Korean war: No long lost love found as South Koreans tell of a brutal encounter

October 17 – South Korea’s players say their World Cup qualifier against North Korea in Pyongyang was physically brutal and included abusive language.

In the absence of any fans or media, it was left to the  players to describe the atmosphere in what has been dubbed the “ghost derby”.

The historic match, the first ever men’s competitive fixture in the north Korean capital, ended in a scoreless draw Tuesday at the Kim Il Sung Stadium.

South Korean players spoke to journalists about the playing conditions upon their return to Seoul on Thursday.

“The opponents were very rough, and there were moments when very abusive language was exchanged,” said Tottenham striker Son Heung-min.

“It was hard to concentrate on the match because you were thinking about avoiding injury first. It’s a shame not to have won, but on the pitch it was so brutal that it’s an accomplishment that we returned from a game like that without injury.”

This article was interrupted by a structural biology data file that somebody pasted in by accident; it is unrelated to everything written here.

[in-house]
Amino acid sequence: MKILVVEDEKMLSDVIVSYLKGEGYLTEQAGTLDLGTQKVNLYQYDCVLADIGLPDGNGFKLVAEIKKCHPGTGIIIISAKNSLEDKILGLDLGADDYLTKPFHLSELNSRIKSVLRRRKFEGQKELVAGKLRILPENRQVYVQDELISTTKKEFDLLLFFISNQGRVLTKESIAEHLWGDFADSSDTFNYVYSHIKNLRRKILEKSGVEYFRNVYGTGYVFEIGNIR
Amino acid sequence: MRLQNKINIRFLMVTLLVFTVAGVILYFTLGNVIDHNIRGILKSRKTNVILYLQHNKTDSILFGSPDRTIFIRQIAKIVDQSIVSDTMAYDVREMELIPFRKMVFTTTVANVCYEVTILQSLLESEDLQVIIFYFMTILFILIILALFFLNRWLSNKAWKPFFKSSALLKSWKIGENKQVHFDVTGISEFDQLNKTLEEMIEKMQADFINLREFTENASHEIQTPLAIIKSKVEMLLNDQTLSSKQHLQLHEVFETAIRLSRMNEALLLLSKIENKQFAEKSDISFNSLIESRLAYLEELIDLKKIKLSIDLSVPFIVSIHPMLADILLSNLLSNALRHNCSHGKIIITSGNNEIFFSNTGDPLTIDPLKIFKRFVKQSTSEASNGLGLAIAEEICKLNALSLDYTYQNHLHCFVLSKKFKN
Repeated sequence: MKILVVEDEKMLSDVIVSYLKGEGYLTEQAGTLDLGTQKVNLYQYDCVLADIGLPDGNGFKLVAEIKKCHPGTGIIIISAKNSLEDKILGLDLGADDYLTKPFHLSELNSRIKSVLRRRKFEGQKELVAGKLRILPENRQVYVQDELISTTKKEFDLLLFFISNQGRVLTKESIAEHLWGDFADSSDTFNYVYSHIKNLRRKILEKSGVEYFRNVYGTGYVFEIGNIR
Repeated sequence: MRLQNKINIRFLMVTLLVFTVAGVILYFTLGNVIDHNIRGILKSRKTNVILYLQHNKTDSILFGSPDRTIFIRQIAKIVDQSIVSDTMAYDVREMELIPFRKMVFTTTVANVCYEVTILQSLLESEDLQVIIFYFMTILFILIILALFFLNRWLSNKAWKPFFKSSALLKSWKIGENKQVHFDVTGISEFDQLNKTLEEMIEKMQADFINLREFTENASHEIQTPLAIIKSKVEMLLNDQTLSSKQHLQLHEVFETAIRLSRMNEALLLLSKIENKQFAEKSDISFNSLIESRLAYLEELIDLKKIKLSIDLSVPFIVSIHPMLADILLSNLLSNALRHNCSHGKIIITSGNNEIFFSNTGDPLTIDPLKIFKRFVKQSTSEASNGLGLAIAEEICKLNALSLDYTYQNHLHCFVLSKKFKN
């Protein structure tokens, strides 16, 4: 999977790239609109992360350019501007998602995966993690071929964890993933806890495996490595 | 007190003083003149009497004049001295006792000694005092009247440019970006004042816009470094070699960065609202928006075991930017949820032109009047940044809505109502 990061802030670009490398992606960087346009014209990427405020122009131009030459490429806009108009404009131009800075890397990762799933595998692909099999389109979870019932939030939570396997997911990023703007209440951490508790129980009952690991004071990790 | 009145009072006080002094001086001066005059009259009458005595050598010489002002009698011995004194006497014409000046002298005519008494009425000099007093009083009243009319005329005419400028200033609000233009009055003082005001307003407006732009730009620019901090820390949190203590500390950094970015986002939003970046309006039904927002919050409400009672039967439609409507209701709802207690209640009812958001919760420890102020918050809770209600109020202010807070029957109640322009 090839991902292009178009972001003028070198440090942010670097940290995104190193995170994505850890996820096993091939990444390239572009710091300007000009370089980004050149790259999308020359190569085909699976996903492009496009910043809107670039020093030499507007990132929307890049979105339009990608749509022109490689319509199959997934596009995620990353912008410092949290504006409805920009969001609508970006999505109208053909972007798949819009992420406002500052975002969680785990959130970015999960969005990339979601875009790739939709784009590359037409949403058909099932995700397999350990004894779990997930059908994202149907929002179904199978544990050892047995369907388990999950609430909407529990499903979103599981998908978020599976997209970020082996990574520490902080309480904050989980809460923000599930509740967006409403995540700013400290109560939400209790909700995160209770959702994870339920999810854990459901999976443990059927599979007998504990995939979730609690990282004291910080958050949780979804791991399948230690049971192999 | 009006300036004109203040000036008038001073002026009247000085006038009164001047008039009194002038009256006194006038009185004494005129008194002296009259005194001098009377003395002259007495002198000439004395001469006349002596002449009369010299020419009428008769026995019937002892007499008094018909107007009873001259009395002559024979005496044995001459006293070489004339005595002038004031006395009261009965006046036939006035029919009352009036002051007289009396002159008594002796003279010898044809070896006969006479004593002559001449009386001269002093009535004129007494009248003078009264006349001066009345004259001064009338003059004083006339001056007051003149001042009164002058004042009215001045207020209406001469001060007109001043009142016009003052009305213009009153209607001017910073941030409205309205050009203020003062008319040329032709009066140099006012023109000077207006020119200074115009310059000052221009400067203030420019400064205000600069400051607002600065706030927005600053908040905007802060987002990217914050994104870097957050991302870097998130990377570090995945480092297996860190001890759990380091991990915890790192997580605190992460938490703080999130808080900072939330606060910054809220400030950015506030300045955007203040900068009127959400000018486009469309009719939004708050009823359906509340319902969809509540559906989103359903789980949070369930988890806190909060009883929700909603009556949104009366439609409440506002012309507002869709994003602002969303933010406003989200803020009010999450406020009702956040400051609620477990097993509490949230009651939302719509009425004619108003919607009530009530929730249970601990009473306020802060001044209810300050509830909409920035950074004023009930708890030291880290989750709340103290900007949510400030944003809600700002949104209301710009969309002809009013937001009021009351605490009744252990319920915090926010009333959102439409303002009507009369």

“The North Koreans were really on edge, and they insulted us badly.”

The Vice President of the Korean Football Federation, Choi Young-il, went even further. “It looked like a war. I have never seen such a level of aggression in a football game,” he said.

The Korean FA are now deciding  whether to submit a complaint to FIFA over what he described as North Korea’s failure to properly accommodate his team and the decision to ban media and spectators.

Pyongyang’s official Korean Central News Agency published only a brief match report, saying the “game of attacks and counterattacks ended in a draw 0:0.”

When they weren’t playing or training, South Korean players and staff were holed up at the Koryo Hotel, which appeared to have no other guests, Choi said.

They had no outside contact, having left their  mobile phones at the South Korean Embassy in Beijing before entering the North. Choi said North Korean officials didn’t inform the South Korean team the match would be played in an empty stadium.

“We got there an hour and a half early and kept thinking that the gate will open and a crowd of 50,000 would pour in,” Choi said. “But the gate never opened until the end.”

Contact the writer of this story at moc.l1593853383labto1593853383ofdlr1593853383owedi1593853383sni@w1593853383ahsra1593853383w.wer1593853383dna1593853383


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